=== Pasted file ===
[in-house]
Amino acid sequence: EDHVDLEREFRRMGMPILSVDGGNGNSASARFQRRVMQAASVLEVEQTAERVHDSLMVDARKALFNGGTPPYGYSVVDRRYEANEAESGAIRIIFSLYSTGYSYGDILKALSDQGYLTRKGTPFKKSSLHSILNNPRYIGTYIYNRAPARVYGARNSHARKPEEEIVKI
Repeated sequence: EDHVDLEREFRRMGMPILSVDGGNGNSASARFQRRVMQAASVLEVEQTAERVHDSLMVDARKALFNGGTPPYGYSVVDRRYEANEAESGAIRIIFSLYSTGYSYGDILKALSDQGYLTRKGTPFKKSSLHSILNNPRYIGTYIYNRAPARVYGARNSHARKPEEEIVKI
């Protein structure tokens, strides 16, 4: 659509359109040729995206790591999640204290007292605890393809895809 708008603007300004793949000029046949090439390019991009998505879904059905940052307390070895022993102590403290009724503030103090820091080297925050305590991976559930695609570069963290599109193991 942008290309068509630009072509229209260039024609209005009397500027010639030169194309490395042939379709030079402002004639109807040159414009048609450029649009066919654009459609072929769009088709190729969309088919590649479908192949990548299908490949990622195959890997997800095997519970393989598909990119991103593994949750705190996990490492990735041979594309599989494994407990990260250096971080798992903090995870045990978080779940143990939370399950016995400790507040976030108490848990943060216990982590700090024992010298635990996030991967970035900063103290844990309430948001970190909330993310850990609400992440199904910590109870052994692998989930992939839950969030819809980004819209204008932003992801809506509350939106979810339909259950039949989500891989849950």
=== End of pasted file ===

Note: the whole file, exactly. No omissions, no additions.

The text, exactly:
[in-house]
Amino acid sequence: EDHVDLEREFRRMGMPILSVDGGNGNSASARFQRRVMQAASVLEVEQTAERVHDSLMVDARKALFNGGTPPYGYSVVDRRYEANEAESGAIRIIFSLYSTGYSYGDILKALSDQGYLTRKGTPFKKSSLHSILNNPRYIGTYIYNRAPARVYGARNSHARKPEEEIVKI
Repeated sequence: EDHVDLEREFRRMGMPILSVDGGNGNSASARFQRRVMQAASVLEVEQTAERVHDSLMVDARKALFNGGTPPYGYSVVDRRYEANEAESGAIRIIFSLYSTGYSYGDILKALSDQGYLTRKGTPFKKSSLHSILNNPRYIGTYIYNRAPARVYGARNSHARKPEEEIVKI
């Protein structure tokens, strides 16, 4: 659509359109040729995206790591999640204290007292605890393809895809 708008603007300004793949000029046949090439390019991009998505879904059905940052307390070895022993102590403290009724503030103090820091080297925050305590991976559930695609570069963290599109193991 942008290309068509630009072509229209260039024609209005009397500027010639030169194309490395042939379709030079402002004639109807040159414009048609450029649009066919654009459609072929769009088709190729969309088919590649479908192949990548299908490949990622195959890997997800095997519970393989598909990119991103593994949750705190996990490492990735041979594309599989494994407990990260250096971080798992903090995870045990978080779940143990939370399950016995400790507040976030108490848990943060216990982590700090024992010298635990996030991967970035900063103290844990309430948001970190909330993310850990609400992440199904910590109870052994692998989930992939839950969030819809980004819209204008932003992801809506509350939106979810339909259950039949989500891989849950």